If the debtor comes into the Chapter 13 case with a pension loan agreement and with wage withholding in place, new § 362(b)(19) clearly allows that arrangement to continue without interruption by the stay.
This is more than a little bit remarkable. Of course, a loan from a pension or profit- sharing plan is a loan of the debtor’s money to the debtor. Withholding of wages to repay a pension loan is the debtor repaying the debtor. New § 362(b)(19) stops the automatic stay from stopping the debtor from continuing to prefer repayment of the debtor by the debtor. Other provisions of BAPCPA further protect this largesse: the terms of repayment cannot be materially altered by confirmation3 and the amounts necessary to repay the loan are not disposable income at confirmation.4
This is a great deal for Chapter 13 debtors who have ERISA-qualified pension or profit-sharing plans. There may be professional risks here with respect to advising such a debtor before filing a Chapter 13 case. It could be substantially in the debtor’s best interest to initiate a pension or profit-sharing loan and enter into an agreement for withholding of wages to repay that loan consistent with new § 362(b)(19) before filing a Chapter 13 case. Detailed elsewhere, advising a consumer debtor to incur debt in contemplation of bankruptcy is a controversial new prohibition in § 526(a)(4) if the person giving the advice is a Debt Relief Agency.5 There will be some cases in which the debtor needs the income that is being withheld to repay a pension loan for other debt repayment through the Chapter 13 plan. But for the most part, § 362(b)(19) will “force” Chapter 13 debtors to repay themselves their own prepetition pension loans.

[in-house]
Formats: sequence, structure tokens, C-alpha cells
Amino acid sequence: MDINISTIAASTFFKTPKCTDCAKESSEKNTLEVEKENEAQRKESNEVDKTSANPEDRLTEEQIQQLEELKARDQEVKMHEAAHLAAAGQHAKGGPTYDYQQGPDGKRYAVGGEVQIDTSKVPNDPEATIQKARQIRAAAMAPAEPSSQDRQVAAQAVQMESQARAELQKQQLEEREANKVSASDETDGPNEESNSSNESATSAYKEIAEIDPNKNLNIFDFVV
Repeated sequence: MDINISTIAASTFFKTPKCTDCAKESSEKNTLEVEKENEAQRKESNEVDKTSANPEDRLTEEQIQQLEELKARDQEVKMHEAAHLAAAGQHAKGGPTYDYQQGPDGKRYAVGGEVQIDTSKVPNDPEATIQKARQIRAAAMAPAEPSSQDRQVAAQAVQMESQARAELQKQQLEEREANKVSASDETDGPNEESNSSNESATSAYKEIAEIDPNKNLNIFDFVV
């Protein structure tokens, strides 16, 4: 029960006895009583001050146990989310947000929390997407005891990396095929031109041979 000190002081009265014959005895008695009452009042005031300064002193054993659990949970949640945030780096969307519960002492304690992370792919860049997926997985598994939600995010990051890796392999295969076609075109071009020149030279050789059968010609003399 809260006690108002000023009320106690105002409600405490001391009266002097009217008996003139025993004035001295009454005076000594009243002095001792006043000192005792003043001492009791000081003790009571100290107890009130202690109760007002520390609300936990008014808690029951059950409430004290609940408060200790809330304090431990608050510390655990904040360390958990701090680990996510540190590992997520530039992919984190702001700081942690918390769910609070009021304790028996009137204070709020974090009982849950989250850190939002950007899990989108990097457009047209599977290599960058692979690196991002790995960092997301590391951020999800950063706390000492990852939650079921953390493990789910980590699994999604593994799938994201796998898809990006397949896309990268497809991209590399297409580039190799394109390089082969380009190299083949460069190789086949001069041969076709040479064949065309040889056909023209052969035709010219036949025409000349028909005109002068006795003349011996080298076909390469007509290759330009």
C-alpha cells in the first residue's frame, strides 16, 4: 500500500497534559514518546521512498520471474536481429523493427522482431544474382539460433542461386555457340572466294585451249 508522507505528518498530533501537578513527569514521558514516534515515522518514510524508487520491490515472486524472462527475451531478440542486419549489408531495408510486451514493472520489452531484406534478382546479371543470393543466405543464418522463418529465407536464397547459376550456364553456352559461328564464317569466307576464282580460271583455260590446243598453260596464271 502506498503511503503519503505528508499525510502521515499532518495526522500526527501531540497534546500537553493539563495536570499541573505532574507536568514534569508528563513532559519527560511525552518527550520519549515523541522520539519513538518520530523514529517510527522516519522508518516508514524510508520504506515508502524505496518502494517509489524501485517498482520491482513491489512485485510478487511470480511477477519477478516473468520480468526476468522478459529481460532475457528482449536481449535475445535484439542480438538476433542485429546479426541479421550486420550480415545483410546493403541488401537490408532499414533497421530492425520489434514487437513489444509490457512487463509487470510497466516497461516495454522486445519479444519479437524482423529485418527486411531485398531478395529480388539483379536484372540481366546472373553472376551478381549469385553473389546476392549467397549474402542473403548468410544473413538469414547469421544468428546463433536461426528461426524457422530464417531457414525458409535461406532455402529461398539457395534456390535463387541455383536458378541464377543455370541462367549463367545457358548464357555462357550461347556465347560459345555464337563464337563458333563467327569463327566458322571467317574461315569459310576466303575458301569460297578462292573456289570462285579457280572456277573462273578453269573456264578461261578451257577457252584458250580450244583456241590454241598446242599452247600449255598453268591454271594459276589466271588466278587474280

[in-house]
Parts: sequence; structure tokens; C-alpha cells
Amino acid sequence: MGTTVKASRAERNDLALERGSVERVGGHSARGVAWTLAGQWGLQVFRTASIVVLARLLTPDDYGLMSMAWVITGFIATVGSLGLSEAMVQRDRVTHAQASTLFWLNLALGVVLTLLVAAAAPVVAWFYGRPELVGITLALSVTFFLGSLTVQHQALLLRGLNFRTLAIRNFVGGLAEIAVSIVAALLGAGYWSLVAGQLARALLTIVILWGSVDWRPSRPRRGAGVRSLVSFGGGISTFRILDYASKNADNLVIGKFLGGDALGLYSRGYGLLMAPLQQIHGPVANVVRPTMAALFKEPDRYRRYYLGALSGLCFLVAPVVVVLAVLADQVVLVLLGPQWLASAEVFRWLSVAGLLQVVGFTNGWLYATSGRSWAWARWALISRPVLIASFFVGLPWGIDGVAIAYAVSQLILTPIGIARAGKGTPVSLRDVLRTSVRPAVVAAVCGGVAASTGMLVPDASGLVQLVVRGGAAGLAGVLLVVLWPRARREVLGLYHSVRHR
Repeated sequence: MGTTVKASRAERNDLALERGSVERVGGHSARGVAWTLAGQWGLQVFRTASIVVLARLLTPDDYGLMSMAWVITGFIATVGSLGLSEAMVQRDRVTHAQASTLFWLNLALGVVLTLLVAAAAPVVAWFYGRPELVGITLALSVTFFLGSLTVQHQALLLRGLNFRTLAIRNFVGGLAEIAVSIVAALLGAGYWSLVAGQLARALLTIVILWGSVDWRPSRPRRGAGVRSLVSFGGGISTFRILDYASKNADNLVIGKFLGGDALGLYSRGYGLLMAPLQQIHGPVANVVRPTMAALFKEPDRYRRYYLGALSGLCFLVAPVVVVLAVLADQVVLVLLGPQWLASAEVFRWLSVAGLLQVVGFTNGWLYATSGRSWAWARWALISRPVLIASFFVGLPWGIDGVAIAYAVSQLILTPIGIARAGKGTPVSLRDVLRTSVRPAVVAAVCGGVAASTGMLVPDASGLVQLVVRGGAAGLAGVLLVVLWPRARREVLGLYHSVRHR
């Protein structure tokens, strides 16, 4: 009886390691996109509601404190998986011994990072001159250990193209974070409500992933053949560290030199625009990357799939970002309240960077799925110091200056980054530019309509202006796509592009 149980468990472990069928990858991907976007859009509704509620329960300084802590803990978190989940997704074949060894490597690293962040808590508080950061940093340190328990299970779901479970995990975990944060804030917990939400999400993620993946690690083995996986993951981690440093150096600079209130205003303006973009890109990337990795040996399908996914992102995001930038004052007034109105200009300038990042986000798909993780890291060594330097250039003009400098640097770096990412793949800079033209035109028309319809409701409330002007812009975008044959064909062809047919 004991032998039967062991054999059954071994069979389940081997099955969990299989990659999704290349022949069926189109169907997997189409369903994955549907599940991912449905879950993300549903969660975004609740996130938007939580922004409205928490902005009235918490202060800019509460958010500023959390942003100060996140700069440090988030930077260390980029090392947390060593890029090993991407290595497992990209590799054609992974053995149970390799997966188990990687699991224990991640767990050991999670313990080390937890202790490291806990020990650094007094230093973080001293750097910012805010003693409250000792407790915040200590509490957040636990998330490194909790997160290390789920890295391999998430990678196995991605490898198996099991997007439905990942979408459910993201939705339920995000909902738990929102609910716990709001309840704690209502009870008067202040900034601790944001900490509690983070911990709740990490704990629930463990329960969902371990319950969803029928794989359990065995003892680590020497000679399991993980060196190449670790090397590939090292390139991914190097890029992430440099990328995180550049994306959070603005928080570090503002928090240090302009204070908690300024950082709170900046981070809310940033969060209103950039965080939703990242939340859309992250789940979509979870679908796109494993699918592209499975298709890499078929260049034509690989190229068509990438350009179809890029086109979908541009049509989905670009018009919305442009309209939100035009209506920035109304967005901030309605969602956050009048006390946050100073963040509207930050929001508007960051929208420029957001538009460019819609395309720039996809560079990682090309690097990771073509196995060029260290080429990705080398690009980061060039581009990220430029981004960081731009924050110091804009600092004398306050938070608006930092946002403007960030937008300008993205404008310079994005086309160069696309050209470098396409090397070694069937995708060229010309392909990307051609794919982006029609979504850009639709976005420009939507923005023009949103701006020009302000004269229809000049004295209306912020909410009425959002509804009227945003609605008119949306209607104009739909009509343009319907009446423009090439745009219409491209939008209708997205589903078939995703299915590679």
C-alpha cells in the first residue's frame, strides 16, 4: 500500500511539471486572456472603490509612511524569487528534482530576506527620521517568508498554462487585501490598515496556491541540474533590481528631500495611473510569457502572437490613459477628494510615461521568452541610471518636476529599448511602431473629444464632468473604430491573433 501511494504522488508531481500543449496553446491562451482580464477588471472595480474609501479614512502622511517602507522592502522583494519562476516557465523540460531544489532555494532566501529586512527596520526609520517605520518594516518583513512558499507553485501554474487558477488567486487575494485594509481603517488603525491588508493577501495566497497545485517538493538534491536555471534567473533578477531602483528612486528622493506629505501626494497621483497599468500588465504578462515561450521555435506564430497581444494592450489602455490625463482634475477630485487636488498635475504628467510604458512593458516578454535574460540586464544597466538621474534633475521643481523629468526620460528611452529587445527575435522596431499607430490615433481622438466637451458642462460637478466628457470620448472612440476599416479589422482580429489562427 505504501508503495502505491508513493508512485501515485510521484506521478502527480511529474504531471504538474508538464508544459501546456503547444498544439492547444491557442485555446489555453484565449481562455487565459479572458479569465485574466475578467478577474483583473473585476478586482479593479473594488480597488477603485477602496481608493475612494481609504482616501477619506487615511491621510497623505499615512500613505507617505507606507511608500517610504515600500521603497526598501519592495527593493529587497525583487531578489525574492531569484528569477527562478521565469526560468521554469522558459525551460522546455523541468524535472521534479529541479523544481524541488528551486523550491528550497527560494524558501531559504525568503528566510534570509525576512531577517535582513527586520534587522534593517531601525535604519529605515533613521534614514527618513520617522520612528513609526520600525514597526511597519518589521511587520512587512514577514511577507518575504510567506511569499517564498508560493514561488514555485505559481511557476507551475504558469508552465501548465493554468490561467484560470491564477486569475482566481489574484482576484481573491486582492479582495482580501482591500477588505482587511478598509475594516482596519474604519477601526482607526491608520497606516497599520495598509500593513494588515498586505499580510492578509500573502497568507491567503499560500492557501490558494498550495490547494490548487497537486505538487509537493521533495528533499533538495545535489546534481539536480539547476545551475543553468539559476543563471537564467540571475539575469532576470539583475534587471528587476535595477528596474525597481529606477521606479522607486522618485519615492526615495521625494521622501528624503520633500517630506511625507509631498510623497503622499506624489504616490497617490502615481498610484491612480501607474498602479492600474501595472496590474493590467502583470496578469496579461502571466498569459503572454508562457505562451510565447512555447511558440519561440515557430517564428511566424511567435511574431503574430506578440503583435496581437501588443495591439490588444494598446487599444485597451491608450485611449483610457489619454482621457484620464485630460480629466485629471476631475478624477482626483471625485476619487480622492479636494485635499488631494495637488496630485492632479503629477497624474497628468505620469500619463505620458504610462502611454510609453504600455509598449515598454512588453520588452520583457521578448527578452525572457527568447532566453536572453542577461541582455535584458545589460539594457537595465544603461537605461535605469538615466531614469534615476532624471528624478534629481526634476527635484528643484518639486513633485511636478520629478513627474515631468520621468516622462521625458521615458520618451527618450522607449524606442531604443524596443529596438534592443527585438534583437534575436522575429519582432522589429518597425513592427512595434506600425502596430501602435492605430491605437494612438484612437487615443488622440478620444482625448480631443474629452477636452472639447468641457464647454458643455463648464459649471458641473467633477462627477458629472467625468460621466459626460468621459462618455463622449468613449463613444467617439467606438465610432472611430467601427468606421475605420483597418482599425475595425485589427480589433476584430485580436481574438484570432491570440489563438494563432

It is interesting that § 362(b)(19)(B) states “nothing in this paragraph may be construed to provide that any loan made under a governmental plan under section 414(d), or a contract or account under section 403(b), of the Internal Revenue Code of 1986 constitutes a claim or a debt under this title.”6 There is controversy whether pension loans are “true debts” for bankruptcy purposes.7 The quoted provision is obviously intended to allow debtors to repay pension loans without declaring pension loans to be debts for other bankruptcy purposes. This provision will be raised as a defense when a Debt Relief Agency gets caught advising an assisted person or prospective assisted person to borrow money from a pension plan in contemplation of bankruptcy. If that borrowing is not a “debt,” then perhaps the prohibition on counseling a prospective debtor to incur debt would not apply under § 526.
1 11 U.S.C. § 1322(f), discussed in § 491.1 [ Pension Loan Repayments ] § 99.4 Pension Loan Repayments.
2 11 U.S.C. § 362(b)(19).
3 11 U.S.C. § 1322(f), discussed in § 491.1 [ Pension Loan Repayments ] § 99.4 Pension Loan Repayments.
4 11 U.S.C. § 1322(f), discussed in § 491.1 [ Pension Loan Repayments ] § 99.4 Pension Loan Repayments.
5 See 11 U.S.C. § 526(a)(4), discussed in § 366.1 [ WARNING! You Are a Debt Relief Agency ] § 4.1 WARNING! You Are a Debt Relief Agency.
6 11 U.S.C. § 362(b)(19)(B).
7 See §§ 164.1 [ Projected (Disposable) Income ] § 91.2 Projected (Disposable) Income and 165.1 [ Reasonably Necessary for Maintenance or Support ] § 91.3 Reasonably Necessary for Maintenance or Support.